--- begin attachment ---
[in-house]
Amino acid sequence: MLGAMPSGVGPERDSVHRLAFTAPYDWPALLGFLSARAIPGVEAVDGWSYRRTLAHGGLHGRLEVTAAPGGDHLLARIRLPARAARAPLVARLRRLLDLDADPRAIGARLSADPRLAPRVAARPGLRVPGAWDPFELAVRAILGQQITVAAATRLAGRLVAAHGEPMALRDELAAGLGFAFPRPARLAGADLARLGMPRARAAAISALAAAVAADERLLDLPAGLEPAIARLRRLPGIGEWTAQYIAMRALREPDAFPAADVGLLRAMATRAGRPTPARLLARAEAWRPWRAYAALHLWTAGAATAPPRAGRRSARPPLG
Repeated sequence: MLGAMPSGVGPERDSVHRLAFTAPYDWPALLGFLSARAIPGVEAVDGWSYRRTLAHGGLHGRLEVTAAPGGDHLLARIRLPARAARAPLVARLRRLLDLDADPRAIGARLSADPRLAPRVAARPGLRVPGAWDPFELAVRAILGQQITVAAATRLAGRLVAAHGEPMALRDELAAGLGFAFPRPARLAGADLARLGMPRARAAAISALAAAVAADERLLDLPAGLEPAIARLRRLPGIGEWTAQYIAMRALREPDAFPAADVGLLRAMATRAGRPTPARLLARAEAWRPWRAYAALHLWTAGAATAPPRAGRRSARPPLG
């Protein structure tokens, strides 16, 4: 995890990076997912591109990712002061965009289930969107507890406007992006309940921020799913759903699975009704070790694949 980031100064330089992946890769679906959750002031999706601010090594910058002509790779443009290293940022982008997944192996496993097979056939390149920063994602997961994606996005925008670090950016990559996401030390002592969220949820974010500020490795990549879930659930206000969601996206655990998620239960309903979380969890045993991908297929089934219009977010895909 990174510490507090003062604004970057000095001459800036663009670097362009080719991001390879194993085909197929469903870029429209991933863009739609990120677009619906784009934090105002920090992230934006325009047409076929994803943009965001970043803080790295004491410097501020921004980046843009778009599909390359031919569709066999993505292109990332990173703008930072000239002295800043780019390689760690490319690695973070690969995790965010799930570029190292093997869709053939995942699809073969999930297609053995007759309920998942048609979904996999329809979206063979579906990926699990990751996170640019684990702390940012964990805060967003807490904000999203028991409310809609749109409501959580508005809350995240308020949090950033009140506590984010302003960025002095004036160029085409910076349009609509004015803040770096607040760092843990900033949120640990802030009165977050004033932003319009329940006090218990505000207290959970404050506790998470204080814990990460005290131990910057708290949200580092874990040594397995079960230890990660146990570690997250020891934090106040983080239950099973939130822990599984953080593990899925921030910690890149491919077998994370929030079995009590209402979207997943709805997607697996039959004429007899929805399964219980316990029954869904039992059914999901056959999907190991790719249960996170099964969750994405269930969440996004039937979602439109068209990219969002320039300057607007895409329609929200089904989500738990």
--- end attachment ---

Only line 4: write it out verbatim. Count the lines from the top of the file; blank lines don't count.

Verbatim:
């Protein structure tokens, strides 16, 4: 995890990076997912591109990712002061965009289930969107507890406007992006309940921020799913759903699975009704070790694949 980031100064330089992946890769679906959750002031999706601010090594910058002509790779443009290293940022982008997944192996496993097979056939390149920063994602997961994606996005925008670090950016990559996401030390002592969220949820974010500020490795990549879930659930206000969601996206655990998620239960309903979380969890045993991908297929089934219009977010895909 990174510490507090003062604004970057000095001459800036663009670097362009080719991001390879194993085909197929469903870029429209991933863009739609990120677009619906784009934090105002920090992230934006325009047409076929994803943009965001970043803080790295004491410097501020921004980046843009778009599909390359031919569709066999993505292109990332990173703008930072000239002295800043780019390689760690490319690695973070690969995790965010799930570029190292093997869709053939995942699809073969999930297609053995007759309920998942048609979904996999329809979206063979579906990926699990990751996170640019684990702390940012964990805060967003807490904000999203028991409310809609749109409501959580508005809350995240308020949090950033009140506590984010302003960025002095004036160029085409910076349009609509004015803040770096607040760092843990900033949120640990802030009165977050004033932003319009329940006090218990505000207290959970404050506790998470204080814990990460005290131990910057708290949200580092874990040594397995079960230890990660146990570690997250020891934090106040983080239950099973939130822990599984953080593990899925921030910690890149491919077998994370929030079995009590209402979207997943709805997607697996039959004429007899929805399964219980316990029954869904039992059914999901056959999907190991790719249960996170099964969750994405269930969440996004039937979602439109068209990219969002320039300057607007895409329609929200089904989500738990």